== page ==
How to use interruptions to your advantage

When I first started public speaking, I loved when I had technical difficulties. Focusing on them – problems I was familiar with – calmed me down.

Today started out with quite a few technical difficulties. First my SO's car broke down on the way to work and I had to go get him. (About an hour roundtrip.) Then an hour later daycare called and said my 3 year old was sick so I had to go get him. (About 40 minutes roundtrip.)

So I'm trying to use these technical difficulties to my advantage. I'm squeezing all important work into nap time. I have to be very productive for two hours!

And then I think I might just take the rest of the day off. (Which can be productive in a different way.)

What do you do when you run into too many "technical difficulties"?

Focus on doing good things, not just having good ideas

I love Seth Godin's analogy for how to protect your ideas in the digital age:

Focus on being the best tailor with the sharpest scissors, not the
litigant who sues any tailor who deigns to use a pair of scissors.

Or make the best scissors for sale. Or have the best scissor company customer service. But don't block good ideas from changing the world. Don't prevent people from using scissors because you thought of them first. (Others thought of them too!)

I think more emphasis should be put on implementation and not ideas. Ideas are a dime a dozen. Actually implementing the idea is where the work is.

The dangers of URL shortening tools …

I recently posted a dent/tweet to Nokia N900 Delay Highlights Maemo's Importance. Usually when I create a bit.ly link, I test it before I send it out, but it was Friday afternoon and I was in a hurry, and it was just a link to an article, so I didn't test it.

… and I missed the last letter when I copied the link …

I posted http://bit.ly/3tizhv without the last letter. Without the last letter the link redirects you to a site that most of us would prefer not to open at work, instead of a nice Business Week article about Nokia, Maemo and the N900.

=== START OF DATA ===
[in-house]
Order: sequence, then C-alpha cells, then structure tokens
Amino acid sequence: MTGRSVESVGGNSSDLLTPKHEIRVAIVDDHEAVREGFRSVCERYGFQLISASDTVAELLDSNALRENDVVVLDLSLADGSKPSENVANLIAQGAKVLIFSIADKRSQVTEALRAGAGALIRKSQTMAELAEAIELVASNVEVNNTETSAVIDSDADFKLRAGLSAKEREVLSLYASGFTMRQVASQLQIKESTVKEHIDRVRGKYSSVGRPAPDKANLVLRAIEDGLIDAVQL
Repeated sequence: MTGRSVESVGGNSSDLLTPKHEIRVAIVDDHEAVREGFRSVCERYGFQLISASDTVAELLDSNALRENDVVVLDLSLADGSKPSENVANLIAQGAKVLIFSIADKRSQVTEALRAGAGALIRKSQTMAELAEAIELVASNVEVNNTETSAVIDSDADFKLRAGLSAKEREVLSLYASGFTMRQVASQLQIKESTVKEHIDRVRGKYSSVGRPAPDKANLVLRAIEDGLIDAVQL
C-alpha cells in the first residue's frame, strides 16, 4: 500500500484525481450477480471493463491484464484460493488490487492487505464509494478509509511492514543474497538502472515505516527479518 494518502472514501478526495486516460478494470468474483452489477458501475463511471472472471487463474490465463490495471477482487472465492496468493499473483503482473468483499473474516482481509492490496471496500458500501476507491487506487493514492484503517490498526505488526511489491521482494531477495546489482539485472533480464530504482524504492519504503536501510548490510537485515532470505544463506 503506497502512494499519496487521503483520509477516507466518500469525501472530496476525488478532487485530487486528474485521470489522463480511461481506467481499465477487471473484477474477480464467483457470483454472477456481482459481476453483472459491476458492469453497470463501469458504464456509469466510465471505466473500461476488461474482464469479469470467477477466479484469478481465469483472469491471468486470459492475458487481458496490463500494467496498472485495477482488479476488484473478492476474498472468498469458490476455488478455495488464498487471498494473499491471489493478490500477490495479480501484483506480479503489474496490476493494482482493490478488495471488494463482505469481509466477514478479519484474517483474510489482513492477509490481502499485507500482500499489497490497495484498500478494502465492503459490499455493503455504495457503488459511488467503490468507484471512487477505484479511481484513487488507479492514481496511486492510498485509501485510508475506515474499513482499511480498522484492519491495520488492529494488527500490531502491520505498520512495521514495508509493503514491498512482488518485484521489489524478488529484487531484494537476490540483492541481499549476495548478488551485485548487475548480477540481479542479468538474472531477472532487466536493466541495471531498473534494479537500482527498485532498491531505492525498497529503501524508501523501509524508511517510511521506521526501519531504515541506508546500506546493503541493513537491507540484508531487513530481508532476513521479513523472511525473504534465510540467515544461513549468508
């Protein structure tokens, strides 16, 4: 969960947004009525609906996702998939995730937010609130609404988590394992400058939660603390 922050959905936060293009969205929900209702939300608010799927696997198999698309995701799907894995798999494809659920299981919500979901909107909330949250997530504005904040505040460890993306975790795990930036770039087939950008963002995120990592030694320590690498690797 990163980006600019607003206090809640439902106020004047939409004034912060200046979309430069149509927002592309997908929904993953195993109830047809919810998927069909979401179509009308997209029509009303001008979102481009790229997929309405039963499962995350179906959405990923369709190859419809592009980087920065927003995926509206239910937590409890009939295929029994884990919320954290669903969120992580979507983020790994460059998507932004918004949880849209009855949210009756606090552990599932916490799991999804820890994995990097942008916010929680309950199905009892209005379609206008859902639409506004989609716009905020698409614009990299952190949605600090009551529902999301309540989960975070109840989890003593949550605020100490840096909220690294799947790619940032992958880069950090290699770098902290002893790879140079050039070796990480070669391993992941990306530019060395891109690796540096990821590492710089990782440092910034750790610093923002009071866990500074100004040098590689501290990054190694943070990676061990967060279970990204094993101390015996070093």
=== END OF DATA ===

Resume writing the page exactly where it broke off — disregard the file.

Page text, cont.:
So be careful when using url shortening tools!

And have a good weekend! It's time for me to go see if I can transform myself into Ms. Incredible for my son's Halloween Party. At least she wears all her clothes.

7 things that sure make me feel safer – NOT

I think we've crossed the line on safety. The inconvenience to safety ratio has gotten way out of control.  Pretty soon we'll all be wearing body armour to leave the house just in case an acorn is going to fall on us.

1.  Car seats for kids until they are six! You can't tell me those booster seats do much. And reverse facing until they are a year old? What baby wants to stare at the back seat for ever? But I have a friend that bought the additional safety story and now her two year old is still in a reverse facing car seat. Poor girl! Did you have to sit in a car seat when you were little? How many accidents have you been in in your life time? I think the car seat manufactures are responsible for the lobbying that brings us our current set of our car seat laws.

2.  Bike helmets.  I always wear my hockey helmet – I've hit my head hard playing hockey. Same with skiing. But biking around the neighborhood? I can't tell you the last time I fell on my bike much less fell hard enough to hit my head. And I (and most of my friends) have made it to adulthood without wearing helmets when biking.

3.  No pillows or blankets! Did you know that babies (in the US at least) aren't supposed to sleep with pillows, blankets or stuffed animals? Don't you sleep with a blanket? Can you imagine sleeping on top of your bottom sheet with nothing else for a year? I wish I'd never heard about SIDS. I think my baby would have been much happier.

4.  Tuna. Eggs. Milk. To eat or not eat? Eggs are good for you. No, they're bad. No they're good. Or "Pregnant women shouldn't eat any fish." "No, they should have at least three servings a week or their baby will be stupid." Just eat. In moderation.

5. Seatbelts on airplanes. I've used my seatbelt in a car. By "used" I mean it's tightened up and held me in place. But on the airplane? I think they just want to keep us in our seats.